This statement can be found online here:http://amnestyusa.org/news/press-releases/trump-s-defense-of-muslim-ban-is-out-of-step-with-americans

     

    January 25, 2017

    Amnesty International USA Release

    Today President Donald Trump issued several executive orders related to immigration, including constructing a wall on the border with Mexico, building more detention centers, and stripping sanctuary cities of federal funding.

    “We will fight this dangerous move with everything we’ve got,” said Margaret Huang, executive director of Amnesty International USA.  “This wall would say that those from outside the United States, especially from Latin America, are to be feared and shunned – and that is just wrong.”

    “Our members and supporters will demand that Congress protect people seeking asylum, including those fleeing violence in Latin America. We won’t let President Donald Trump create refugee camps along the U.S./Mexico border like the ones we’ve seen in Greece, Australia, and other countries.”

    November 24, 2016
    Rohingya refugees and asylum-seekers being detained and forcibly returned Lack of water, food and medical care Both governments preventing thousands from accessing aid Harrowing details of Myanmar military attacks on villages

    As the Myanmar authorities are subjecting the Rohingya Muslim minority to collective punishment, thousands of refugees who have made it across the border to Bangladesh in desperate need of humanitarian assistance are being forcibly pushed back in flagrant violation of international law, Amnesty International said today.

    “The Rohingya are being squeezed by the callous actions of both the Myanmar and Bangladesh authorities. Fleeing collective punishment in Myanmar, they are being pushed back by the Bangladeshi authorities. Trapped between these cruel fates, their desperate need for food, water and medical care is not being addressed,” said Champa Patel, Amnesty International’s South Asia Director.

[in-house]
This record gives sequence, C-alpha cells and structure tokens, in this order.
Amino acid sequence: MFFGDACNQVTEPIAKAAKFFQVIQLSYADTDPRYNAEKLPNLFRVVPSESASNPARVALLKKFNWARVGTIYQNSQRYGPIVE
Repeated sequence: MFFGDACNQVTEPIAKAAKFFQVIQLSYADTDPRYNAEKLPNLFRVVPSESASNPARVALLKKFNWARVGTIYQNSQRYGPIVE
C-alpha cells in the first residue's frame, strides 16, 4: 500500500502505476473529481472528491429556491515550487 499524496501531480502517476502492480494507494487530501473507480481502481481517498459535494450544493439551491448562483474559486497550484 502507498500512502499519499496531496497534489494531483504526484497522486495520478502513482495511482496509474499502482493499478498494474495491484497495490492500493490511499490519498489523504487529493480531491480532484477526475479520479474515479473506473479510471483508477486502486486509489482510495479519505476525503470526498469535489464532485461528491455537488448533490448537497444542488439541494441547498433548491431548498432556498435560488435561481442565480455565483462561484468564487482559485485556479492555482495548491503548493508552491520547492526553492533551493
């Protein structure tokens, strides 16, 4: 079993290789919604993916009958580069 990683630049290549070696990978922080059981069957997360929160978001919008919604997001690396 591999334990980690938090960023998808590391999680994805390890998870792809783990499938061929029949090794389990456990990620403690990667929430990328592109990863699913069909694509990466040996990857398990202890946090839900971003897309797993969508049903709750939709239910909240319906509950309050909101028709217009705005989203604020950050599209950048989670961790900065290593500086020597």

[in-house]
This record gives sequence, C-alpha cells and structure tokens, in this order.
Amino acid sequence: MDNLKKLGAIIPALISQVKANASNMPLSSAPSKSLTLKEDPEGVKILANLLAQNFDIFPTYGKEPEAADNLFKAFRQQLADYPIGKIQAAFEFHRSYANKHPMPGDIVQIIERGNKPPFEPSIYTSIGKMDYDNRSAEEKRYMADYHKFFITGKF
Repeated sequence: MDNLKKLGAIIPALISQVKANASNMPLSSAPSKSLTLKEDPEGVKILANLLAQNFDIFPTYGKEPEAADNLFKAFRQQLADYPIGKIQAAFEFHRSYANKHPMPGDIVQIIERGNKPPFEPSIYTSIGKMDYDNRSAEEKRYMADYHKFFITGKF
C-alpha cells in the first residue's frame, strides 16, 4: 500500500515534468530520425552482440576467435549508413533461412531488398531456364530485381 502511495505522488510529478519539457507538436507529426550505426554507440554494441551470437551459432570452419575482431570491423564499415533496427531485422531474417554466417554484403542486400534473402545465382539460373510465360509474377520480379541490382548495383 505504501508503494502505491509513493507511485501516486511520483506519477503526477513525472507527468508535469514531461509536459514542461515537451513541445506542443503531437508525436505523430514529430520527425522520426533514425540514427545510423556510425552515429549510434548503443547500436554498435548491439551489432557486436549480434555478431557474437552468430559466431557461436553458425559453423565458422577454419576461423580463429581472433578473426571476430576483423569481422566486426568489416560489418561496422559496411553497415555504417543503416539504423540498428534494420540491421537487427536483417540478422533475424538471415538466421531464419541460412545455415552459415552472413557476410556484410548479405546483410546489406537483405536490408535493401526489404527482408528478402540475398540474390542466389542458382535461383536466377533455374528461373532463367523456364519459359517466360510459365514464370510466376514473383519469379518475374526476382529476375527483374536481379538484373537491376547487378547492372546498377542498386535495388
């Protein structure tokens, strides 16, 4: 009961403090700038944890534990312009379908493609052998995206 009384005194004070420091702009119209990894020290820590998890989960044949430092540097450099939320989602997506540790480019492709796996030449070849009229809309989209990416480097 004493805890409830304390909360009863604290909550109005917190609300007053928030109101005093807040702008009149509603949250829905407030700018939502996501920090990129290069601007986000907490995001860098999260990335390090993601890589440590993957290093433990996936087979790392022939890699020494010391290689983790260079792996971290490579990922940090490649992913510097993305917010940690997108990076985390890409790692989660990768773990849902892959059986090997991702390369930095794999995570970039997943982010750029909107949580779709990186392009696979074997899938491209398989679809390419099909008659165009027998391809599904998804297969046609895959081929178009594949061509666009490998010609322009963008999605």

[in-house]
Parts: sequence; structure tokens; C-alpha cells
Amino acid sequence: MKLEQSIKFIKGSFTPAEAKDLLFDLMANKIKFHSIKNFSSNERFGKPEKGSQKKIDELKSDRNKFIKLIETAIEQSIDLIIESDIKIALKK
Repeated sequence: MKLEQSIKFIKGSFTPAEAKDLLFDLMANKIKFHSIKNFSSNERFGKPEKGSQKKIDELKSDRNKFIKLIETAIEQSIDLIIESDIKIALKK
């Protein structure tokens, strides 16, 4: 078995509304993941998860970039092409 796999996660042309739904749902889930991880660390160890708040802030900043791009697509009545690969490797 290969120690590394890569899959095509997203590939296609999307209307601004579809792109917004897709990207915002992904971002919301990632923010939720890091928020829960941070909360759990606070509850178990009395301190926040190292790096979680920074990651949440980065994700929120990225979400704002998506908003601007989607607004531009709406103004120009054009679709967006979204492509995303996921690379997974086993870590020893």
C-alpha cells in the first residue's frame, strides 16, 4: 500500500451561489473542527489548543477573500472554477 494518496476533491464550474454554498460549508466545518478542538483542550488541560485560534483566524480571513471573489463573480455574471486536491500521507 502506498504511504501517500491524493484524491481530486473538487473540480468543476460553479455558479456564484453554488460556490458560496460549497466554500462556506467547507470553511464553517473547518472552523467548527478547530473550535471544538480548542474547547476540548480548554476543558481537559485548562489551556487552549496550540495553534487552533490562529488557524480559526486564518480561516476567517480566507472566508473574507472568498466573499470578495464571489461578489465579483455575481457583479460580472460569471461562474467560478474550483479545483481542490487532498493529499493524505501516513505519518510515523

November 18, 2016
           Amnesty International ‘I Welcome’ live experiment streams on Facebook Live from Sydney, Nairobi, London and Mexico City at 19.00 local times.

    In the face of divisive rhetoric and anti-refugee hostility, refugees and local people on four different continents will come together for a unique social experiment, affirming our shared humanity, to be streamed live on Amnesty International’s global Facebook page today.

    November 16, 2016

    In response to today’s announcement by Kenya’s Cabinet Secretary for Interior and Coordination of National Government Joseph Nkaissery that plans to close down Dadaab refugee camp would be delayed by six months, Muthoni Wanyeki, Amnesty International’s Regional Director for East Africa, the Horn and the Great Lakes, said:

    “While we welcome the Cabinet Secretary’s pledge that repatriations will be carried out in a humane, dignified manner, the announcement is not a change in policy. Thousands of refugees remain at risk of forced repatriation to a war-torn country with and where they are at risk of death or injury in the ongoing conflict.”

    “The Kenyan government must end its dogged determination to repatriate refugees against their will in contravention of international law and instead with donor support, embrace sustainable long-term solutions, including integration of the refugees into local communities. The international community must also share responsibility with Kenya by providing more resettlement places to the most vulnerable refugees.”

    November 14, 2016

    Just two weeks before the deadline given to close the Dadaab refugee camp, Kenyan government officials are deliberately coercing refugees to return to Somalia, where they risk being injured or killed in the ongoing armed conflict, Amnesty International said in a report released today.